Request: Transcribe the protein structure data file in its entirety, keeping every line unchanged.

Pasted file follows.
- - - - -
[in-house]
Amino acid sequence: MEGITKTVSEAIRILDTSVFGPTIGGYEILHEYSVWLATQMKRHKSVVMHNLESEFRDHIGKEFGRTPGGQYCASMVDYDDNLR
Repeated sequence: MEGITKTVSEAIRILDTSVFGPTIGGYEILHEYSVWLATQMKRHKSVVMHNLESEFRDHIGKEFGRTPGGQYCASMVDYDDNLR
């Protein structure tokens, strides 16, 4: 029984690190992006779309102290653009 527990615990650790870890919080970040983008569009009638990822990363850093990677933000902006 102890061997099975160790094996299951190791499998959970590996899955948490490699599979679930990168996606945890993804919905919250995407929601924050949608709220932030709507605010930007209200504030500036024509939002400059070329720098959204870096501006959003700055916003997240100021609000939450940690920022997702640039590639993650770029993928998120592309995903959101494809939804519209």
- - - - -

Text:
[in-house]
Amino acid sequence: MEGITKTVSEAIRILDTSVFGPTIGGYEILHEYSVWLATQMKRHKSVVMHNLESEFRDHIGKEFGRTPGGQYCASMVDYDDNLR
Repeated sequence: MEGITKTVSEAIRILDTSVFGPTIGGYEILHEYSVWLATQMKRHKSVVMHNLESEFRDHIGKEFGRTPGGQYCASMVDYDDNLR
């Protein structure tokens, strides 16, 4: 029984690190992006779309102290653009 527990615990650790870890919080970040983008569009009638990822990363850093990677933000902006 102890061997099975160790094996299951190791499998959970590996899955948490490699599979679930990168996606945890993804919905919250995407929601924050949608709220932030709507605010930007209200504030500036024509939002400059070329720098959204870096501006959003700055916003997240100021609000939450940690920022997702640039590639993650770029993928998120592309995903959101494809939804519209």